"Deception" gets first airing on NBC

From left to right, Wes Brown as Julian Bowers, Meagan Good as Joanna Padget Locasto, Ella Rae Peck as Mia Bowers David Giesbrecht/NBC

"Deception," NBC's new mid-season drama starring Megan Good, made its debut on Monday night.

In the new show, Goode plays Joanna Locasta, a San Francisco police detective recruited by the FBI to go undercover among the family of her former best friend, socialite Vivian Bowers, who died of an alleged drug overdose.

The dysfunctional Bowers family is made up of patriarch Robert (Victor Garber), sons Edward (Tate Donovan) and Julian (Wes Brown), daughter Mia (Ella Rae Peck) and Robert's second wife Sofia (Katherine LaNasa).

Robert is the director of a pharmaceutical company and Edward is the company's chief financial officer. Julian is developing a cancer drug, but has a work-hard/play-hard mentality. Mia, who is a student, and Sofia don't embrace Joanna as much as the others and wonder why she's hanging around their family.

The reviews of the show have been varied, with most comparing the show to ABC's "Revenge." Here's what some TV critics have to say about the new drama:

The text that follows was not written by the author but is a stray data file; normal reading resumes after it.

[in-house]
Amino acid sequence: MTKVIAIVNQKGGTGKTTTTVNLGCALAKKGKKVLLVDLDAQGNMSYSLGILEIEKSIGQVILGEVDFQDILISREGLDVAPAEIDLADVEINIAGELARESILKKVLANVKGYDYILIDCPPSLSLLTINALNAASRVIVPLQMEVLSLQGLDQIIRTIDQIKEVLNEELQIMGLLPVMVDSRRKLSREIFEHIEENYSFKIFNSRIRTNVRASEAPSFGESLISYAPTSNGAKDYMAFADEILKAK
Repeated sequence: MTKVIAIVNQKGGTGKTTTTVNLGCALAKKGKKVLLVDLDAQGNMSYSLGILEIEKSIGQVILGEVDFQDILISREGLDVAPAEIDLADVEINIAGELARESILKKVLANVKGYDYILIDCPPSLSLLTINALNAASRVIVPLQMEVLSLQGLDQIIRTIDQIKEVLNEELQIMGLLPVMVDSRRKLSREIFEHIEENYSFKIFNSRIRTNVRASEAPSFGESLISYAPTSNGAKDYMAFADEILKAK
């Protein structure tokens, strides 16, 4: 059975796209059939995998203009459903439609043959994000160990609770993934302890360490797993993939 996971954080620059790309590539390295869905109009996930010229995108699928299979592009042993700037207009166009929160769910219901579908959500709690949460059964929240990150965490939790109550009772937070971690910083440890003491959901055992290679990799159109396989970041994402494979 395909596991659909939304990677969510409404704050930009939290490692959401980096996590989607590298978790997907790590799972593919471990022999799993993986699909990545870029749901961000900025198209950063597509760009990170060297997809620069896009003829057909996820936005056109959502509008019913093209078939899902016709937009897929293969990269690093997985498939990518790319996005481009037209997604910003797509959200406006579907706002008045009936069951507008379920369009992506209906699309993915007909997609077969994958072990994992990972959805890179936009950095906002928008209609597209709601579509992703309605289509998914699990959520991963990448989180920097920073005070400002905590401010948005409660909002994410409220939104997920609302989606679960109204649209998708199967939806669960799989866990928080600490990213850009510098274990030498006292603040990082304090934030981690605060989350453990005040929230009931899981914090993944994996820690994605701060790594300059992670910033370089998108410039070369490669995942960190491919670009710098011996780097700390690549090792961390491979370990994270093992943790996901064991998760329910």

Tim Goodman of The Hollywood Reporter wrote, " 'Deception' just seems sloppily constructed and poorly written, wasting some good actors (Victor Garber, Tate Donovan and Meagan Good) in the process and never giving you a reason to care.

Matt Zoller Seitz of New York magazine wrote, "The most frustrating thing about this show is that it's more fun to pick apart than it is to watch. It lacks momentum and nerve, and it's sitting on a wellspring of meaning that it's too polite to tap."

Rick Porter of Zap2it wrote, "There's a potentially rich, pulpy story lurking in NBC's new drama 'Deception,' and also one that could touch on issues of privilege, class and race if it wished."

Emily Yahr of the Washington Post wrote, " Instead, 'Deception' falls prey to the exhaustive method of too-much-storytelling, adding layer upon layer of mini-mysteries and twists until the weary viewer needs a detailed map to keep track -- or turns off the show entirely.

  • Camille Mann

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